Create a Standout Site With These Photography Website Best Practices

As a professional photographer, your website serves so many functions: It’s the face of your business and brand, the first impression of you and your work, your virtual storefront, your portfolio, and your most important marketing tool. 

We see thousands of photography websites here at ProPhoto, but the best ones always have a few things in common. Whether you’re just getting started building your site, or you want to improve your existing one, here are a few photography website best practices that will help make your little corner of the internet professional, user-friendly, and beautiful.

Design with clients in mind

Sure, your website is a reflection of you, your business, and your style, but it’s for your clients and potential clients. That’s why it’s so important to design everything with them in mind, and to make it as easy as possible to navigate.

Your site is for your clients… (not you!)

Clarity trumps creativity when it comes to naming menus. You don’t want potential clients giving up and leaving your site because they couldn’t find your pricing page, for example. So instead of naming it “Investment” and burying it in your FAQ section, keep it simple and easy-to-find by calling it “Pricing” and putting the link to it right on your homepage.

Stay focused

Photographers know all about the importance of focus when it comes to capturing a clear, memorable image. The same goes for your photography business website. As tempting as it is to include images that show all the different types of photography you’ve done in your career, it’s likely to leave visitors overwhelmed and possibly even confused about what type of photography you specialize in.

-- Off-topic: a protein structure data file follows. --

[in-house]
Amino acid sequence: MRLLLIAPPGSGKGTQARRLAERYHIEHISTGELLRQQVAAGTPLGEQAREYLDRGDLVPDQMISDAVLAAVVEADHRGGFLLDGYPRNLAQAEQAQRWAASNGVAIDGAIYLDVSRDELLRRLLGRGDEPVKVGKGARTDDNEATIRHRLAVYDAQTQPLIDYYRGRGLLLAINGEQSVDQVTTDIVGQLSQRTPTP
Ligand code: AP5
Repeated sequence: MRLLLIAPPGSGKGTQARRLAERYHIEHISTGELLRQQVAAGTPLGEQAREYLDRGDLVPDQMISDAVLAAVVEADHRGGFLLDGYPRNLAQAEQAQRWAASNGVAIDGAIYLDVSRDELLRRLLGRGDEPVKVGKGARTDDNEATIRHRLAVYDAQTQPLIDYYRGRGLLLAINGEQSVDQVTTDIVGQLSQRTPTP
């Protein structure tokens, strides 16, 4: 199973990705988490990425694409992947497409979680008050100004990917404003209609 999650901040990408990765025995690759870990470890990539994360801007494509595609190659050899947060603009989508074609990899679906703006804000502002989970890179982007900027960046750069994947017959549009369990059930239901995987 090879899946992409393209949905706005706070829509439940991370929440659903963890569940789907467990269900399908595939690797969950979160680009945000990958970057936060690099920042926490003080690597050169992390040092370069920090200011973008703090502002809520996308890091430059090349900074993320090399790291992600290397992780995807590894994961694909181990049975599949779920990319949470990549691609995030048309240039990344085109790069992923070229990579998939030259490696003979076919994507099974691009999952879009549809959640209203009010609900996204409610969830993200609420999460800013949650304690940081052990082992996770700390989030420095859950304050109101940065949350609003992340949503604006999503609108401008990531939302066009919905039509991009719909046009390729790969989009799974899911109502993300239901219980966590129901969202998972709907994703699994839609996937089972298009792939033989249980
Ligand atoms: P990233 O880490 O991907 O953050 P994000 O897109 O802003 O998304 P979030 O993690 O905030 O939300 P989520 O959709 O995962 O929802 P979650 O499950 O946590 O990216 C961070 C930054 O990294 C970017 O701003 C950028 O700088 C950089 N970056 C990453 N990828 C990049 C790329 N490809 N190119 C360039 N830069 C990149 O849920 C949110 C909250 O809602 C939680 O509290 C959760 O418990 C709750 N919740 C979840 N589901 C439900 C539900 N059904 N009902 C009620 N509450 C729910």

So, if you’re primarily a wedding photographer but you also occasionally shoot food and sports on the side, don’t clutter up your portfolio with pictures of fondue and football alongside first-dance photos. (Silly example, but you get the idea!) You want your specialty and style to be very obvious to visitors.

Less really is more

Attention spans are super short when people are browsing online. You only have a few seconds to catch the eye of a casual browser and make them want to linger. Your site is much more likely to do that if your homepage features a few, well-curated images that exemplify your style, vs. a giant wall of photos. 

On a related note, people visiting your site are likely shopping around and checking out several different photographers. They don’t have hours to sift through hundreds of photographs–no matter how beautiful those photos may be. So do yourself and your clients a huge favor, by limiting the number of photos shown in your galleries. A good number to shoot for is about 20-30 photos per gallery. That’s enough to give people a clear impression of your style and past work, without bombarding them them or becoming repetitive.

Show the best, save the rest